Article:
So what makes Pokémon Go better than simply taking a walk? Do you really need your content to tell you how to enjoy your day-to-day life? IS REALITY NOT GOOD ENOUGH FOR YOU? I’m kidding … But you don’t really do anything in this “game.” It can feel like you are, sometimes, but really there are interesting things happening around you. You, the player, have nothing to do with it. It would be way cooler to have a Pokémon Snap app that let you add Pokémon to your photos, kind of like what Miitomo’s photo features do for your Mii. Then you could actually see and do all kinds of funny things with your Pokémon.
You want something to do? Let’s talk about gyms. Gyms and events are a big part of Pokémon Go. Of course, we have yet to try any location-based events from Niantic Labs seeing as the game was just released, but gyms are already being controlled by members of the three teams: Red, Blue, and Yellow, also respectively known as Mystic, Valor, and Instinct. Players leave their Pokémon at these gyms, which are usually some type of a landmark, and other players in your team can help defend it by leaving their Pokémon there. Controlling a gym gives you a certain amount of XP and Pokecoins per day, which then lets you purchase more Pokeballs, Incense to attract Pokémon, Eggs, and more.
You can also attack a rival gym, selecting up to six Pokémon to use. Once you’ve started battling, you can tap on your Pokémon to perform a fast attack, and swipe left or right to dodge attacks — and you can long-press your Pokémon to perform a special attack. Sure, it’s simpler, but how is Niantic Labs’ implementation that much different than classic Pokémon? Gym battles are fun, and you have to continuously defend your gym and attack new ones to hold down a territory.
If the gym combat were possible any time you ran into another player and/or when you tried to catch a Pokémon, that would make Pokémon Go a game. While your options are very limited — you can tap to attack and swipe to dodge your opponents — I can’t deny that you are actively engaging the app. Unfortunately, that’s just a tiny part of Pokémon Go. You spend most of your time staring at a weird facsimile of Google Maps and swiping to throw Pokeballs. As it is now, this is a weird social app with a game inside it. A game, I might add, that you have to wait hours before playing. How long will you spend in this thing before you actually “play” it?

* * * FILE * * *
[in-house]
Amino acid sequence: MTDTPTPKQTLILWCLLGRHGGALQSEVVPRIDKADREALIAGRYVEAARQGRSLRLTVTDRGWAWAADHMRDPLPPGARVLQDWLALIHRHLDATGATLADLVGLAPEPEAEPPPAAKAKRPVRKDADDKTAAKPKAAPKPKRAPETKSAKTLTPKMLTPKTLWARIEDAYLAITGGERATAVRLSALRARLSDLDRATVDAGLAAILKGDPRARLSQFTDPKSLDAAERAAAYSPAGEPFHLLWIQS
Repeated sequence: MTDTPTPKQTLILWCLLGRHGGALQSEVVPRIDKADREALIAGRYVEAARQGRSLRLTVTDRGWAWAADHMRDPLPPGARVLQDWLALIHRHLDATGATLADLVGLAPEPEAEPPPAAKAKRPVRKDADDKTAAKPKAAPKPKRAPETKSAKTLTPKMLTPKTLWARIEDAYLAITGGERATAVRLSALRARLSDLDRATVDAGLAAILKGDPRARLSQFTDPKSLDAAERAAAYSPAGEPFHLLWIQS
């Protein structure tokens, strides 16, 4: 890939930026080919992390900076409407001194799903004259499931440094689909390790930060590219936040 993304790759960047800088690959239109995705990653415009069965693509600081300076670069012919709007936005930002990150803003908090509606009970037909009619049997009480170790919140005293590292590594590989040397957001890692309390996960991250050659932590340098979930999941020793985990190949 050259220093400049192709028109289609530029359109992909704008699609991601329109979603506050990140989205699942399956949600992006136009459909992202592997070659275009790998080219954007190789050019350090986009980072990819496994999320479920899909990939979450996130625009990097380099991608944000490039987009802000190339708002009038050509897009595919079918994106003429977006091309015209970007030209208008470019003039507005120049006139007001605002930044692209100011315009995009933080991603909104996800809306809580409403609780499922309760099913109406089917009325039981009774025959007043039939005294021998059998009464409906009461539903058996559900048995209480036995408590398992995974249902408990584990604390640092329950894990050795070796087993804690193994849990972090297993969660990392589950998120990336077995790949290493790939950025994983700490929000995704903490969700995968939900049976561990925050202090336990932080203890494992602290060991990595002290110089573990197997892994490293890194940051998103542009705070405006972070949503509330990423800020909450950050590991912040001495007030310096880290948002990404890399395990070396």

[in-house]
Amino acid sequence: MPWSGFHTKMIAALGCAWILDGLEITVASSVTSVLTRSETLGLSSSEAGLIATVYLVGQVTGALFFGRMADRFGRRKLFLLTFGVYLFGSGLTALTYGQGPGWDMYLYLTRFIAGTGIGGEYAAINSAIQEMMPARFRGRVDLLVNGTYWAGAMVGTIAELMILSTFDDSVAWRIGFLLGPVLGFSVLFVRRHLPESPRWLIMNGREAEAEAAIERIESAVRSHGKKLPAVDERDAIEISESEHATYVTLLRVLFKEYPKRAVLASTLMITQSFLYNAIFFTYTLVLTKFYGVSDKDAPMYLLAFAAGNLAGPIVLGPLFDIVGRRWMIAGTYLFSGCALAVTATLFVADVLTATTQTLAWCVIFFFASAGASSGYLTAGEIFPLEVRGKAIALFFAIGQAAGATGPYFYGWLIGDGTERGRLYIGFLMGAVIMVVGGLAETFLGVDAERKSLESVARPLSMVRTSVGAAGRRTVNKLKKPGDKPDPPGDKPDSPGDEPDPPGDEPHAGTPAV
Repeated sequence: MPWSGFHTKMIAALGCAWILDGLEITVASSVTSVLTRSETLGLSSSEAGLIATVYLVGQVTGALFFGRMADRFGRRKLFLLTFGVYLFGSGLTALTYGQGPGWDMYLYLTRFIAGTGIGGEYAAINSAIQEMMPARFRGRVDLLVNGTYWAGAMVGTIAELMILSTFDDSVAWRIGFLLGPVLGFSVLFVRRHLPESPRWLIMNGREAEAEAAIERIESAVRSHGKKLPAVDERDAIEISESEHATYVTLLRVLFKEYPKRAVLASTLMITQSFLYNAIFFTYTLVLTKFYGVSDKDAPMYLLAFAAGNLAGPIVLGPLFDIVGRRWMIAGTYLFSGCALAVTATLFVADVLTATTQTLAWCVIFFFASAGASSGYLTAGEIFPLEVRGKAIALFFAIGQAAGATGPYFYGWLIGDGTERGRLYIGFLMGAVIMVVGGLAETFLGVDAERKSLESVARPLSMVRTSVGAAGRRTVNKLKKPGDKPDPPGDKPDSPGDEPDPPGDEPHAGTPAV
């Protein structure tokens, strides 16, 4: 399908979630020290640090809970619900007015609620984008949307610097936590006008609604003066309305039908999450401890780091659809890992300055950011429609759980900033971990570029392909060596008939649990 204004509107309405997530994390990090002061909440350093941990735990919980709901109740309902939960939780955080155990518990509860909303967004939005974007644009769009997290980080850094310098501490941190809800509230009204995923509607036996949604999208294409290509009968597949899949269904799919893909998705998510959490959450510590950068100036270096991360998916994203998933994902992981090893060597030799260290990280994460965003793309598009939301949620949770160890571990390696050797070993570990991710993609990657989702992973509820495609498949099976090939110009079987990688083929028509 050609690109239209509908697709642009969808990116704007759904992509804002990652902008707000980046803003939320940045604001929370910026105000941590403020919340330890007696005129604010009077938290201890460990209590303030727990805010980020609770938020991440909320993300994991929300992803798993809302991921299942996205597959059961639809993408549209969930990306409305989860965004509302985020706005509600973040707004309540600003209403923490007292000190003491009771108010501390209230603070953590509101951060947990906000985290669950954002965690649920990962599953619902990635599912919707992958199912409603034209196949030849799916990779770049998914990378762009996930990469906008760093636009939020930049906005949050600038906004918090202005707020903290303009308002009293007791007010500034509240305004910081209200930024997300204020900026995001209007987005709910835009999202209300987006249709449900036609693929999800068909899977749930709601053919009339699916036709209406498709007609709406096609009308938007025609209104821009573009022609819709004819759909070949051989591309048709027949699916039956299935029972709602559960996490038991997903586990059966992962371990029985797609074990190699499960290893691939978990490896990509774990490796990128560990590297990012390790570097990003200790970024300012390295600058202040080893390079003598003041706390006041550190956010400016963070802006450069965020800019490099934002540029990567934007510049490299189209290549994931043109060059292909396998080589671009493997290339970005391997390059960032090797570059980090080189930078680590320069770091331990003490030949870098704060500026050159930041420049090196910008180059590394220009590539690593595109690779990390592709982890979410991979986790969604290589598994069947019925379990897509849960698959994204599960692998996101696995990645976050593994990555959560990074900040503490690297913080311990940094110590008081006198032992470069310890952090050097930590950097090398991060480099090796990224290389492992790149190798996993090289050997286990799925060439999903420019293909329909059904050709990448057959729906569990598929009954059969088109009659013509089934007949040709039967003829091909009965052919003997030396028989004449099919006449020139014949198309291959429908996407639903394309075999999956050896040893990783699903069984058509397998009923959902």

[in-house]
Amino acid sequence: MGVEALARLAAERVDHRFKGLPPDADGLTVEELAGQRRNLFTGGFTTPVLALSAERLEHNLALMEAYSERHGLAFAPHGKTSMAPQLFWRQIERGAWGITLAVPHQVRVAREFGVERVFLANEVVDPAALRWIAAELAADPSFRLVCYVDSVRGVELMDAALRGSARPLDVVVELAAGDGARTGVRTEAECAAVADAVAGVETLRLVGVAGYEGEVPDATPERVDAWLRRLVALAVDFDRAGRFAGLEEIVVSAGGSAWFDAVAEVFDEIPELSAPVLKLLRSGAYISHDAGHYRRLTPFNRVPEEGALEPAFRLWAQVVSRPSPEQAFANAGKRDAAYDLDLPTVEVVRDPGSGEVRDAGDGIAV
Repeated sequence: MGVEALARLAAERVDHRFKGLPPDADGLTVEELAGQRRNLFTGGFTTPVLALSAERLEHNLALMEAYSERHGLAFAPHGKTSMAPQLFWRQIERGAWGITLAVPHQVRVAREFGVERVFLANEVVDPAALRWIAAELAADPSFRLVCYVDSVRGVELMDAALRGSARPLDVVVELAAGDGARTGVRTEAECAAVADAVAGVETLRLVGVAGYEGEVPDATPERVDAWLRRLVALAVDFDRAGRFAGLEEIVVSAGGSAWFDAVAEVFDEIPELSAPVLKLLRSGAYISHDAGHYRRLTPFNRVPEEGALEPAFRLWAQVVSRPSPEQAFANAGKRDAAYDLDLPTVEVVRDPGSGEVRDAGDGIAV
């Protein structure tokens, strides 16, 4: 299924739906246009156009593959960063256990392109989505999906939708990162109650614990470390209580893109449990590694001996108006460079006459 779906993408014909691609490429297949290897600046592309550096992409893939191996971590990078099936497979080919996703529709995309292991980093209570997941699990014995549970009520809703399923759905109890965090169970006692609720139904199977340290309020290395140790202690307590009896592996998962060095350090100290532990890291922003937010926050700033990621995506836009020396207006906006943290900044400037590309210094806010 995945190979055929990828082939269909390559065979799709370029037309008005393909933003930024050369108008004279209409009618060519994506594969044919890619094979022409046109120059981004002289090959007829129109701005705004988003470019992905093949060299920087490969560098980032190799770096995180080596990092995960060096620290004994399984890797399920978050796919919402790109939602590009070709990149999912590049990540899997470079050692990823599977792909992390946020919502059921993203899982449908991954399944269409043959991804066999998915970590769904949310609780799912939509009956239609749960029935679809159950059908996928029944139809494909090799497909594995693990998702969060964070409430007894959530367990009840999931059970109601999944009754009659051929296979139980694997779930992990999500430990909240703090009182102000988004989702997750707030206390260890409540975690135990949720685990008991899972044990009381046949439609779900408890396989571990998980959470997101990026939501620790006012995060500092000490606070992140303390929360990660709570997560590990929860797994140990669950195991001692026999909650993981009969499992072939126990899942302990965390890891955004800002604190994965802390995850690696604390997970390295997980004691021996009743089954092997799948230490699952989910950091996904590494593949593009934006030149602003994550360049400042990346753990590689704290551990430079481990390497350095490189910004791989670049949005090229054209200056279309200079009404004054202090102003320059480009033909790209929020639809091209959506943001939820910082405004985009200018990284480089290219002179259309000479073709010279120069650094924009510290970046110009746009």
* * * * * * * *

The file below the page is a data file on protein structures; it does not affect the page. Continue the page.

Also, I think it’s worth pointing out here that your definition of a game is exceedingly broad. I hold games to a higher standard: I expect them to make me feel … something, even if its mild and momentary: Joy. Wonder. Amusement. Sadness. Something!
Yes. Games are “exceedingly broad.” A game like Pokémon Go might not be all that fun to you, but to someone like me, it can offer joy, sadness, and frustration. This may sound lame, but I cried out “nooo” last night when a CP (Combat Power) 90 Bulbasaur evaded my Pokeballs and ran away. My girlfriend said, “Oh no, I’m sorry” — and it was genuine. Do you know why, Mike? Because she had Pokémon Go open for a half hour at that point, during which she caught 15 more Pokémon.
Pokémon Go is a game. It has a lot of bugs and problems, and could use a lot more features like one-to-one duels and trading, but it’s still a fun, light-hearted way to have some fun with pocket monsters — and did I mention you keep active at the same time? And, damnit, if you wanted more evidence I have it right here.